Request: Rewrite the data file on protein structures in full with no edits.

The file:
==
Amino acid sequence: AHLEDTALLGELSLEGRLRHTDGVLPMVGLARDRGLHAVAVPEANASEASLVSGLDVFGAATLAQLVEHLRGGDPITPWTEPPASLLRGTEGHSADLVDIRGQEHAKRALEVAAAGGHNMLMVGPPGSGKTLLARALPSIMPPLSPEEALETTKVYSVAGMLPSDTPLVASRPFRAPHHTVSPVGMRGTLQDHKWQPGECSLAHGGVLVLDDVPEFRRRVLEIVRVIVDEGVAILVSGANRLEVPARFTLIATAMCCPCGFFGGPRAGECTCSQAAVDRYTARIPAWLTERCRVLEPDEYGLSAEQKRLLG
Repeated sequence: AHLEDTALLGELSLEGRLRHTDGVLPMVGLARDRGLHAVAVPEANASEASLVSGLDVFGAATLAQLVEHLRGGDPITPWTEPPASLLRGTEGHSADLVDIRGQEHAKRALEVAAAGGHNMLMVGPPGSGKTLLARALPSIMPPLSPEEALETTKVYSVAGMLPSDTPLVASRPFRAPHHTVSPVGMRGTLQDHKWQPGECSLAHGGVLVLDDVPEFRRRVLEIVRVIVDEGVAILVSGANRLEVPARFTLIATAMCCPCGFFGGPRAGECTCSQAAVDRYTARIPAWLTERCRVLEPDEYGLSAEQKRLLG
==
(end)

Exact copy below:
Amino acid sequence: AHLEDTALLGELSLEGRLRHTDGVLPMVGLARDRGLHAVAVPEANASEASLVSGLDVFGAATLAQLVEHLRGGDPITPWTEPPASLLRGTEGHSADLVDIRGQEHAKRALEVAAAGGHNMLMVGPPGSGKTLLARALPSIMPPLSPEEALETTKVYSVAGMLPSDTPLVASRPFRAPHHTVSPVGMRGTLQDHKWQPGECSLAHGGVLVLDDVPEFRRRVLEIVRVIVDEGVAILVSGANRLEVPARFTLIATAMCCPCGFFGGPRAGECTCSQAAVDRYTARIPAWLTERCRVLEPDEYGLSAEQKRLLG
Repeated sequence: AHLEDTALLGELSLEGRLRHTDGVLPMVGLARDRGLHAVAVPEANASEASLVSGLDVFGAATLAQLVEHLRGGDPITPWTEPPASLLRGTEGHSADLVDIRGQEHAKRALEVAAAGGHNMLMVGPPGSGKTLLARALPSIMPPLSPEEALETTKVYSVAGMLPSDTPLVASRPFRAPHHTVSPVGMRGTLQDHKWQPGECSLAHGGVLVLDDVPEFRRRVLEIVRVIVDEGVAILVSGANRLEVPARFTLIATAMCCPCGFFGGPRAGECTCSQAAVDRYTARIPAWLTERCRVLEPDEYGLSAEQKRLLG